As Diyaa and Rana hid in their basement, ISIS broke into stores and looted them. Over the next two weeks, militants rooted out most of the residents cowering in their homes, searching house to house. The armed men roamed Qaraqosh on foot and in pickups. They marked the walls of farms and businesses ‘‘Property of the Islamic State.’’ ISIS now held not just Mosul, Iraq’s second largest city, but also Ramadi and Fallujah. (During the Iraq War, the fighting in these three places accounted for 30 percent of U.S. casualties.) In Qaraqosh, as in Mosul, ISIS offered residents a choice: They could either convert or pay the jizya, the head tax levied against all ‘‘People of the Book’’: Christians, Zoroastrians and Jews. If they refused, they would be killed, raped or enslaved, their wealth taken as spoils of war.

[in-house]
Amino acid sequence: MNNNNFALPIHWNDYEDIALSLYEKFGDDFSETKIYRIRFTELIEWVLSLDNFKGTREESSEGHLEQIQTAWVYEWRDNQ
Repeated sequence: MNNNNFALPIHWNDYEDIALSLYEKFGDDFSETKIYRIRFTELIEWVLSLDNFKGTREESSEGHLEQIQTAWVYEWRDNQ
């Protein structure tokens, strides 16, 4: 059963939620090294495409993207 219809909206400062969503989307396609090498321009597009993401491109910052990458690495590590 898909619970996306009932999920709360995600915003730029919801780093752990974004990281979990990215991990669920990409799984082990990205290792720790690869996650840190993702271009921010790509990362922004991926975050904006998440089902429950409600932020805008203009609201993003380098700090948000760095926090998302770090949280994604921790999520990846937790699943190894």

No one came for Diyaa and Rana. ISIS hadn’t bothered to search inside their ramshackle house. Then, on the evening of Aug. 21, word spread that ISIS was willing to offer what they call ‘‘exile and hardship’’ to the last people in Qaraqosh. They would be cast out of their homes with nothing, but at least they would survive. A kindly local mullah was going door to door with the good news. Hoping to save Diyaa and Rana, their neighbors told him where they were hiding.
Diyaa and Rana readied themselves to leave. The last residents of Qaraqosh were to report the next morning to the local medical center, to receive ‘‘checkups’’ before being deported from the Islamic State. Everyone knew the checkups were really body searches to prevent residents from taking valuables out of Qaraqosh. Before ISIS let residents go — if they let them go — it was very likely they would steal everything they had, as residents heard they had done elsewhere.